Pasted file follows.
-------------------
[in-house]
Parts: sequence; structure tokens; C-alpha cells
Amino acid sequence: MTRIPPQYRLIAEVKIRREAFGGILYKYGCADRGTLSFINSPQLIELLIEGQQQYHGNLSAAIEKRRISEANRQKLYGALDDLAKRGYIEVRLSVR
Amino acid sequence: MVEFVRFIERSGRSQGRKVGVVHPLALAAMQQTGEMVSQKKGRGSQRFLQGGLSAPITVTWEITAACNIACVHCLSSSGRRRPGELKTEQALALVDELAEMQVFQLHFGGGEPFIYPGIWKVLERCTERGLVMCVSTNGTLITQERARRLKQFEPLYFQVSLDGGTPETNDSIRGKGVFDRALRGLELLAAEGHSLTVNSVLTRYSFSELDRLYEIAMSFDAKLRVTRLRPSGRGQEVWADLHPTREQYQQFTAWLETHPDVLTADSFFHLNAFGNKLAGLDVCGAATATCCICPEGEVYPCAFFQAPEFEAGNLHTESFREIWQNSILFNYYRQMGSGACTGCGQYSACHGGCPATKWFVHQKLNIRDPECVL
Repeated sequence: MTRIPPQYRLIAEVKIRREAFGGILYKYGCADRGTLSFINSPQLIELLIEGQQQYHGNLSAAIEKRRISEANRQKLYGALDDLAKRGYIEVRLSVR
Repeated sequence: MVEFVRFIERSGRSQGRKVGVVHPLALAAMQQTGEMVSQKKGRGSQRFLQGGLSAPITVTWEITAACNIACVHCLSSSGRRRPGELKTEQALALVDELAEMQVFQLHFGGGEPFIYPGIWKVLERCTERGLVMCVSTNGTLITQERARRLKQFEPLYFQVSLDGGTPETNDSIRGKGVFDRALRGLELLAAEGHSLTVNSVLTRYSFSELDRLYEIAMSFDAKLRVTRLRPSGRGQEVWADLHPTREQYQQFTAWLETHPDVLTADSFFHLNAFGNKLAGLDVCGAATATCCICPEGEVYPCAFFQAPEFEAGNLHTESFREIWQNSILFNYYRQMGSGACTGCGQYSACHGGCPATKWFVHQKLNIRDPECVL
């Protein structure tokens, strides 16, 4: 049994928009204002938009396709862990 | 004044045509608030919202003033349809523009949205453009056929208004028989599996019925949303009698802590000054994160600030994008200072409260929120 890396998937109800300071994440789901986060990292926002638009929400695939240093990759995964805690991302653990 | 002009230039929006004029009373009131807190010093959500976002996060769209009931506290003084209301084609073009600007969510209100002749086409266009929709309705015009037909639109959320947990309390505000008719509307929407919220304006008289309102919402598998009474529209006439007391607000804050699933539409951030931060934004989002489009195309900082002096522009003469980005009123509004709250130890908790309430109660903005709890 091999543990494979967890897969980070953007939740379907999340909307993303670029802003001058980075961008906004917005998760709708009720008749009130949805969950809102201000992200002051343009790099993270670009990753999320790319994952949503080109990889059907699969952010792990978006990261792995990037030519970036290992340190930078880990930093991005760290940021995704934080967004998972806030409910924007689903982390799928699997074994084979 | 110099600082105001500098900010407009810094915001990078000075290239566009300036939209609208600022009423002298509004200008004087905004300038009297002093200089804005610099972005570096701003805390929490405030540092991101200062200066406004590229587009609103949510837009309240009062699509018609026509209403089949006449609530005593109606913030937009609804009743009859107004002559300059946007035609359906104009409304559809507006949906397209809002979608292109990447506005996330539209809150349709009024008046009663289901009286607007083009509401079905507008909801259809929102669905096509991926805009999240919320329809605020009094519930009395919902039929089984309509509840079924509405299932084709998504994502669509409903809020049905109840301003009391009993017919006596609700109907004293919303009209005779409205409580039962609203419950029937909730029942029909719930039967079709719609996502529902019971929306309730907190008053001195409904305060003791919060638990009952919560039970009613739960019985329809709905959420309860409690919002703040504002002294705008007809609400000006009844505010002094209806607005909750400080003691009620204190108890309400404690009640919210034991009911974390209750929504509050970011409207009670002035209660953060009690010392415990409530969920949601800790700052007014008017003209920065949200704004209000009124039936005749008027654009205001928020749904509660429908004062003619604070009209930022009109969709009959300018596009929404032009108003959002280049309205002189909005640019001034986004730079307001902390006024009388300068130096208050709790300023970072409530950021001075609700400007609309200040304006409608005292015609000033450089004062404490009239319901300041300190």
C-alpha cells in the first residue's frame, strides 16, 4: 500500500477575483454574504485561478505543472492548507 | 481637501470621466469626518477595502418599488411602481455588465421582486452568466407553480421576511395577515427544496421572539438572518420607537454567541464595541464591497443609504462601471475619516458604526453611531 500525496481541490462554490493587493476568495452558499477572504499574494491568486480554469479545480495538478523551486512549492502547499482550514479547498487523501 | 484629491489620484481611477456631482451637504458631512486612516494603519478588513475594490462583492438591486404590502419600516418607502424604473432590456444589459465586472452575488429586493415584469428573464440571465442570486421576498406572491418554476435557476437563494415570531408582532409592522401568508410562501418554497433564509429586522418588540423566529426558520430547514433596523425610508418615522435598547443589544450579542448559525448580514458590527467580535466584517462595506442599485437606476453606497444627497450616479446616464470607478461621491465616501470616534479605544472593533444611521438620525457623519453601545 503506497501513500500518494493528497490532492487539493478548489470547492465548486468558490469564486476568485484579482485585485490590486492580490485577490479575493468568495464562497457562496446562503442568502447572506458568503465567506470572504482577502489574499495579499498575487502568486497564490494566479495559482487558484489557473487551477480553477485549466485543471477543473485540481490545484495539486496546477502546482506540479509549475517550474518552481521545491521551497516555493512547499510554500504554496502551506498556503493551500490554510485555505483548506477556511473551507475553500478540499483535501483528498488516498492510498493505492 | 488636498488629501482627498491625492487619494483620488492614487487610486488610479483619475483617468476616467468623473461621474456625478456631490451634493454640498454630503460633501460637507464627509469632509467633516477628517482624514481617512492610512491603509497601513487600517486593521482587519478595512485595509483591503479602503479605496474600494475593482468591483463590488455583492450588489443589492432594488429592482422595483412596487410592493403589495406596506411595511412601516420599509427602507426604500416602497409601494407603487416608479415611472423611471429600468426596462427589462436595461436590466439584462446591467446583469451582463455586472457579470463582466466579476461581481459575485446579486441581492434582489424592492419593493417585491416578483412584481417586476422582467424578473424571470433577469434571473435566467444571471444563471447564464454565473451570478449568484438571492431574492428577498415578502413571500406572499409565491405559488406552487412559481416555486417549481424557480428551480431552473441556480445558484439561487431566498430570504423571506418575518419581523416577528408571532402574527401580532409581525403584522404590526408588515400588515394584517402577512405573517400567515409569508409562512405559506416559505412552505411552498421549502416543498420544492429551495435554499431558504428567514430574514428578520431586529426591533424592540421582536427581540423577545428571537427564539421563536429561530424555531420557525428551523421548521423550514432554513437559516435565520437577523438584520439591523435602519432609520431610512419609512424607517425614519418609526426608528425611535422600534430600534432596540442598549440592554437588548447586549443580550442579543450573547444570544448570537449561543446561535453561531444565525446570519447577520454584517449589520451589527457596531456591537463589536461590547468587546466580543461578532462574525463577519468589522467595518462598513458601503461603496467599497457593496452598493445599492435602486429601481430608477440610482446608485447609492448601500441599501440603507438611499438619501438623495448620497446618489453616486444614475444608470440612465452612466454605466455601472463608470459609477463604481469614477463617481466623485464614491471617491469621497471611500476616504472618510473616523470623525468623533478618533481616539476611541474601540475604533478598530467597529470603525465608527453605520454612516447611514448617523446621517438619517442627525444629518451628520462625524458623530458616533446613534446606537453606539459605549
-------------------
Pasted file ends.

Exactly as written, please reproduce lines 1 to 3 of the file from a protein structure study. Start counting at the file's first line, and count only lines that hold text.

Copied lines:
[in-house]
Parts: sequence; structure tokens; C-alpha cells
Amino acid sequence: MTRIPPQYRLIAEVKIRREAFGGILYKYGCADRGTLSFINSPQLIELLIEGQQQYHGNLSAAIEKRRISEANRQKLYGALDDLAKRGYIEVRLSVR